women’s clothes, adopted this strategy and offers simple clothes in a limited palette. Furniture stores such as Storehouse Furniture in Atlanta have pared their selections to an “everything goes with everything else” array. Even house paint companies are adhering to this strategy of paring down and offering carefully selected choices.
Look! Women have so many work and family responsibilities they don’t have time to research and ponder every buying decision. They also aren’t trying to impress their friends by having the most toys. While a man may want 16 different size screwdrivers in his toolbox, you show a woman a tool with 16 interchangeable heads and she’ll buy it. Now she has one instrument which takes up less room but accomplishes the same thing, costs less in the end, and does the same job.
Whether buying for themselves of for the business they own or manage, women make final purchasing decisions based on the relationship with the seller, not on statistics and voluminous data. Given a choice on two nearly identical products, women will choose based on customer service and relationship with the vendor.
Men want to buy the product and leave, while women want to know how it works. Prescott True Value in Arizona has a loyal following of women running households on their own due to divorce or widowhood. By having enough staff to guide the customer and answer questions they have good to unequaled repeat business from women. Andy Andre, the owner of Prescott Arizona True Value store has learned that customer service is respect. “It’s taking the time to explain things to a customer and not talk down to them” he says.
Entrepreneurs assume that marketing to women is all about discounts and giveaways, but care and creativity is what really attracts women. If a man is ignored by a sales clerk he thinks, “What a jerk.” A woman will think, “I hate this company.” It’s the small things, good and bad, that make the impact on women customers. Learn this, and you’ve got a handle on your share of a growing niche.
The best way to keep your top employees is to know them better than they know themselves. Use this knowledge to create the career of their dreams, and they’ll stick to your company like glue. The new “biz-speak” for this is called Job Sculpting.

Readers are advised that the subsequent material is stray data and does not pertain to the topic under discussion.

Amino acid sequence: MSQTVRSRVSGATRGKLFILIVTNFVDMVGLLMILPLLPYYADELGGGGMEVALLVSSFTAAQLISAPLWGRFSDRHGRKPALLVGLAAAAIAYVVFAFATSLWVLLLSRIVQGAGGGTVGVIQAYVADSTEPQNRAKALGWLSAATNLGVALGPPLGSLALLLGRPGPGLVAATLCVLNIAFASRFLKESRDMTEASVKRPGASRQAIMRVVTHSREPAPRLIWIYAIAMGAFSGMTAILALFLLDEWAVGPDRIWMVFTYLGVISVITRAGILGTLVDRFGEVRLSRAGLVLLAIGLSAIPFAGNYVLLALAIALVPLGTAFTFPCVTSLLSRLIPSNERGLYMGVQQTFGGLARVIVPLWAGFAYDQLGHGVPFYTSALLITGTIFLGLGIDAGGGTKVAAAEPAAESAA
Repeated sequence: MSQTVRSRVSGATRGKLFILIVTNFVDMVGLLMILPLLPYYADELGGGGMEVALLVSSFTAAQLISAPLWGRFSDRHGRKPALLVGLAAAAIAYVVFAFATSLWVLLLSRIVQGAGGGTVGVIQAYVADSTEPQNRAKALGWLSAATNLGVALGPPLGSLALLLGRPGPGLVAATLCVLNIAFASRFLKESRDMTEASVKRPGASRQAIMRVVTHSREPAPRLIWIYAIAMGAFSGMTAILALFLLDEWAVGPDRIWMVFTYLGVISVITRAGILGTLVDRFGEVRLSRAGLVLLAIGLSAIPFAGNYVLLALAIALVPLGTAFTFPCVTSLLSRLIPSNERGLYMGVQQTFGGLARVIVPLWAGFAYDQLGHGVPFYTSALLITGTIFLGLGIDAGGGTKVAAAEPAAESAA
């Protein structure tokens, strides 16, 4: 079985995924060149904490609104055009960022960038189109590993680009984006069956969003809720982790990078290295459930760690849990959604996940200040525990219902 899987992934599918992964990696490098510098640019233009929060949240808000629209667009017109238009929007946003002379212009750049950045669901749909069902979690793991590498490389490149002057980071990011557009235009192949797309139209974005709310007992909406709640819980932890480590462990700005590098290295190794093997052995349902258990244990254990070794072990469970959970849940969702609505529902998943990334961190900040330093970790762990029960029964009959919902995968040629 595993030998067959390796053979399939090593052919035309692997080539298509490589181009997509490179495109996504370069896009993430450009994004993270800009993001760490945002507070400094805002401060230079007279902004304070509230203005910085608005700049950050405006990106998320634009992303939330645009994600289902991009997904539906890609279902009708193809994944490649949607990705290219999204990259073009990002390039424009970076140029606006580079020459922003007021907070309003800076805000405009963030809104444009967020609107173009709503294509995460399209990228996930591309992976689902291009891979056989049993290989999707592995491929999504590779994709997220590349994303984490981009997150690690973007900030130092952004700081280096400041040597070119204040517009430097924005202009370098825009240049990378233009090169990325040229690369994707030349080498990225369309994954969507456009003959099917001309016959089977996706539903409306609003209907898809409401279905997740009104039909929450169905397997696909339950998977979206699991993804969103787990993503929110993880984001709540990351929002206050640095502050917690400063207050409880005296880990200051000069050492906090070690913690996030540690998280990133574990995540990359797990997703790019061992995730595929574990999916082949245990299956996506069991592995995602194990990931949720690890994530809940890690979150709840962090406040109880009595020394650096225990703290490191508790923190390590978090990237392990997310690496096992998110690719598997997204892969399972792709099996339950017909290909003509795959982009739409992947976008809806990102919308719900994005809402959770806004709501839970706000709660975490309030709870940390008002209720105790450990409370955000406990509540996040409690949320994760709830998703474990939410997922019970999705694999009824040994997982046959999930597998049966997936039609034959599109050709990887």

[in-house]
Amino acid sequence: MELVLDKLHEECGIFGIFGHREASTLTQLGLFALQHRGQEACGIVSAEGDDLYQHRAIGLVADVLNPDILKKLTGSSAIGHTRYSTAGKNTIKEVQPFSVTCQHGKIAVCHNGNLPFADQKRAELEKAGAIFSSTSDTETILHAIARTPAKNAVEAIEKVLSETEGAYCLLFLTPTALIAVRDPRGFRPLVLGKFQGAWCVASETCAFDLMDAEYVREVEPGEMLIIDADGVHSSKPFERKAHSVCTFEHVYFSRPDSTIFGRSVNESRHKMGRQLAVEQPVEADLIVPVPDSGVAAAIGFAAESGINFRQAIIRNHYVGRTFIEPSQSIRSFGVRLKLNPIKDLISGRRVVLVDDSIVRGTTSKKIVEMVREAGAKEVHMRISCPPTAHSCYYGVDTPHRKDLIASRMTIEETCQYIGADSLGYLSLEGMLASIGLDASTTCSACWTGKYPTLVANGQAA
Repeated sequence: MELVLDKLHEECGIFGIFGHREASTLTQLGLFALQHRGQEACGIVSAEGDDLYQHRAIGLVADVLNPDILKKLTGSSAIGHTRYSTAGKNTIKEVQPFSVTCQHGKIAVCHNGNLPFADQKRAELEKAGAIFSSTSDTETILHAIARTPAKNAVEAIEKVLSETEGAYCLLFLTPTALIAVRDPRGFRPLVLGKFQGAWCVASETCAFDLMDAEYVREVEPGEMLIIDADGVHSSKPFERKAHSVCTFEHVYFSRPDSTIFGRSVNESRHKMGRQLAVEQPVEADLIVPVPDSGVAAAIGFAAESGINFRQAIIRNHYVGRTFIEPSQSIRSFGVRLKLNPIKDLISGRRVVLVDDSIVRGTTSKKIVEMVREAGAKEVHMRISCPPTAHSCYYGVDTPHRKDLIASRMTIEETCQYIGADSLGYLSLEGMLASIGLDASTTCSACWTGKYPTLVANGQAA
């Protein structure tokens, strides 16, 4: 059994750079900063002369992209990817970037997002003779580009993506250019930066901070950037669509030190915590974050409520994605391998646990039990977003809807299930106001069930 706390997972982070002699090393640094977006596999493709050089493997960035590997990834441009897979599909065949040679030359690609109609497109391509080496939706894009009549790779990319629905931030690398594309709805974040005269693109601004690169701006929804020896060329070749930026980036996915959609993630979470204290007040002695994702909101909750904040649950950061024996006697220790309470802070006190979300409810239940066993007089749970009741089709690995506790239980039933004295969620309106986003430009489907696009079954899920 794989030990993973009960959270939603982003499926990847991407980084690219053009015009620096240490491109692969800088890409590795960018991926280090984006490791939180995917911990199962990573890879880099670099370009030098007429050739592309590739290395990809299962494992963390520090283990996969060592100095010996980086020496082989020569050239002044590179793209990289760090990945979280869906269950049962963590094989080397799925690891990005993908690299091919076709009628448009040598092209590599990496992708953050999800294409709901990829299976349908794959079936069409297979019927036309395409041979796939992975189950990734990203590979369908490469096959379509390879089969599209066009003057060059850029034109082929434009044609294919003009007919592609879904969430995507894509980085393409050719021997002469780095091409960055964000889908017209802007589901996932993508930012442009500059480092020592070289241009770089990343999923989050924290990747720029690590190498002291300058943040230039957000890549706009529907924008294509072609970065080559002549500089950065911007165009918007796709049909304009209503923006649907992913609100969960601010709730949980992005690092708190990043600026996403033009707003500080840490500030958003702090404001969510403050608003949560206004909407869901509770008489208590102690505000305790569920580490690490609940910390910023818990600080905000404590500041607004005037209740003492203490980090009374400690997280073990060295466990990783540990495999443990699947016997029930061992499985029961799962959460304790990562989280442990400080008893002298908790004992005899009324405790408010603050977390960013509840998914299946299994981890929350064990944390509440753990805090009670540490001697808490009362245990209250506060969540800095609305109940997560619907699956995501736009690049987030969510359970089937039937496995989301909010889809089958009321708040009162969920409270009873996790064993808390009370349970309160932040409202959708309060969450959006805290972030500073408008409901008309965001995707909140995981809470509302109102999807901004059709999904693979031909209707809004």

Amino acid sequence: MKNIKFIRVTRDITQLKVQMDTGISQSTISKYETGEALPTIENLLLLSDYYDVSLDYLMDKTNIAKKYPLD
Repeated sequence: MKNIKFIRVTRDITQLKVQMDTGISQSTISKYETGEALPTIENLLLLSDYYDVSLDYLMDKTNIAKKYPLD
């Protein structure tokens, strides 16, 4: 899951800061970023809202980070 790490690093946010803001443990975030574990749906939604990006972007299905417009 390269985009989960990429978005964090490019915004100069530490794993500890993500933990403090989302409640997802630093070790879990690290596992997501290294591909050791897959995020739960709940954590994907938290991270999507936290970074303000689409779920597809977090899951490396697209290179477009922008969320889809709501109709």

The concept of Job Sculpting as defined by career experts, Timothy Butler and James Waldroop, in the Harvard Business Review, is that good people will stay only in jobs that “fit their deeply embedded life interests---that is their long-held emotionally driven passions.”
To adopt this strategy, spend a lot of effort listening to your company stars. For each one of them, try to identify what life interests are dominant with them, and then offer them the assignments that satisfy this interest. It may mean simply adding another assignment to the existing responsibilities, or it may mean switching one set of tasks to another employee. It may even require moving your “star” employee to a different position altogether.
To learn what kind of interests you’re looking and listening for, use these 8 identifiable areas:
- Application of technology.
- Quantitative analysis ability.
- Theory development and conceptual thinking.
- Creative production.
- Counseling and mentoring.
- Managing people and relationships.
- Enterprise control.
- Influence through language and ideas.
If you have a top employee who has been working in the area of customer service, but lately seems dissatisfied, after talking with him/her you might learn they would rather be dealing with the vendors. Your star might be just the answer you’re looking for to find that latest innovative product that could be added to your stock (conceptual thinking), and employee B would rather interact with the customers. By a simple switch of responsibilities, you have two happy employees that feel they’re now contributing to your business and not just putting in time for a paycheck.